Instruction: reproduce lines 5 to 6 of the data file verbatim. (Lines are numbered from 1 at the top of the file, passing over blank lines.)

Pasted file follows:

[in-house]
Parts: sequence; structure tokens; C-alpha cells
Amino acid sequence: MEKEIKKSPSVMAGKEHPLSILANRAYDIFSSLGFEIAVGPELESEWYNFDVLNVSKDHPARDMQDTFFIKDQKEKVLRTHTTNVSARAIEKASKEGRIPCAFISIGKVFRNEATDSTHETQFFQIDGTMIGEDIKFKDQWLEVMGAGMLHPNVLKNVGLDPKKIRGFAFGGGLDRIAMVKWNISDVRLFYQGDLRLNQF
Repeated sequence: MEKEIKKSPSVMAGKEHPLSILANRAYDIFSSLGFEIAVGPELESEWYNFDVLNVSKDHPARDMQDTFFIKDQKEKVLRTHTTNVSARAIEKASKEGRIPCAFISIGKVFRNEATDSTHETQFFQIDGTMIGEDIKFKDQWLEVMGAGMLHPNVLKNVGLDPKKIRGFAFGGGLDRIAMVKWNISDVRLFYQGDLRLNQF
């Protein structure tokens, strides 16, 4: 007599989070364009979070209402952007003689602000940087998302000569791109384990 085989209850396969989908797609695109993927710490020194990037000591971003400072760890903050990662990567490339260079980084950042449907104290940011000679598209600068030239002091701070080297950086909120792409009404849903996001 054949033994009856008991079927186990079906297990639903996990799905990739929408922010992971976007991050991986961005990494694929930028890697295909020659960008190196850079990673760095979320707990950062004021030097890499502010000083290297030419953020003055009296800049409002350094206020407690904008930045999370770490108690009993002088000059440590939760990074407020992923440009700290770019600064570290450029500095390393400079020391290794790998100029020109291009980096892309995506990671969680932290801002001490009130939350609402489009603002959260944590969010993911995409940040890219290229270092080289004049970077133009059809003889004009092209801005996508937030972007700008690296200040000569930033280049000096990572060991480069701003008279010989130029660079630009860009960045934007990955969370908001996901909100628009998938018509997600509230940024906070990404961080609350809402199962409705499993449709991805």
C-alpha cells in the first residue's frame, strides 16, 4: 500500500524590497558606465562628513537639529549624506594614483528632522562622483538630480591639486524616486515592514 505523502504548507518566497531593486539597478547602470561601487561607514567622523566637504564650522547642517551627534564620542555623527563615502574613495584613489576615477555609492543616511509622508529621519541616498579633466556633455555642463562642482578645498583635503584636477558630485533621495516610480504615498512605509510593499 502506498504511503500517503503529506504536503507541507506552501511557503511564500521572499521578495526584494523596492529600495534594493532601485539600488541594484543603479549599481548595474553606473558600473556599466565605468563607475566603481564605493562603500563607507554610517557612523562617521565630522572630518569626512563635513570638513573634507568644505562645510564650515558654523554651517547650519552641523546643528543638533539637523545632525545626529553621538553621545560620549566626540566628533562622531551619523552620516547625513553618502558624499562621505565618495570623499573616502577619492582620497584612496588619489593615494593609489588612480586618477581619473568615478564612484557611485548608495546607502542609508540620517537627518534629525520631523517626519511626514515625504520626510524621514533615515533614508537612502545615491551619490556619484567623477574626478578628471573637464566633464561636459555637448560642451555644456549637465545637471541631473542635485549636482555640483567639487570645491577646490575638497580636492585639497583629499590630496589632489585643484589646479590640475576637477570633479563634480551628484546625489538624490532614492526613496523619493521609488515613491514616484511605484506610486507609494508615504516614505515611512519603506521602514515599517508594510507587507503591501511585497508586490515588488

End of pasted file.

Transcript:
């Protein structure tokens, strides 16, 4: 007599989070364009979070209402952007003689602000940087998302000569791109384990 085989209850396969989908797609695109993927710490020194990037000591971003400072760890903050990662990567490339260079980084950042449907104290940011000679598209600068030239002091701070080297950086909120792409009404849903996001 054949033994009856008991079927186990079906297990639903996990799905990739929408922010992971976007991050991986961005990494694929930028890697295909020659960008190196850079990673760095979320707990950062004021030097890499502010000083290297030419953020003055009296800049409002350094206020407690904008930045999370770490108690009993002088000059440590939760990074407020992923440009700290770019600064570290450029500095390393400079020391290794790998100029020109291009980096892309995506990671969680932290801002001490009130939350609402489009603002959260944590969010993911995409940040890219290229270092080289004049970077133009059809003889004009092209801005996508937030972007700008690296200040000569930033280049000096990572060991480069701003008279010989130029660079630009860009960045934007990955969370908001996901909100628009998938018509997600509230940024906070990404961080609350809402199962409705499993449709991805």
C-alpha cells in the first residue's frame, strides 16, 4: 500500500524590497558606465562628513537639529549624506594614483528632522562622483538630480591639486524616486515592514 505523502504548507518566497531593486539597478547602470561601487561607514567622523566637504564650522547642517551627534564620542555623527563615502574613495584613489576615477555609492543616511509622508529621519541616498579633466556633455555642463562642482578645498583635503584636477558630485533621495516610480504615498512605509510593499 502506498504511503500517503503529506504536503507541507506552501511557503511564500521572499521578495526584494523596492529600495534594493532601485539600488541594484543603479549599481548595474553606473558600473556599466565605468563607475566603481564605493562603500563607507554610517557612523562617521565630522572630518569626512563635513570638513573634507568644505562645510564650515558654523554651517547650519552641523546643528543638533539637523545632525545626529553621538553621545560620549566626540566628533562622531551619523552620516547625513553618502558624499562621505565618495570623499573616502577619492582620497584612496588619489593615494593609489588612480586618477581619473568615478564612484557611485548608495546607502542609508540620517537627518534629525520631523517626519511626514515625504520626510524621514533615515533614508537612502545615491551619490556619484567623477574626478578628471573637464566633464561636459555637448560642451555644456549637465545637471541631473542635485549636482555640483567639487570645491577646490575638497580636492585639497583629499590630496589632489585643484589646479590640475576637477570633479563634480551628484546625489538624490532614492526613496523619493521609488515613491514616484511605484506610486507609494508615504516614505515611512519603506521602514515599517508594510507587507503591501511585497508586490515588488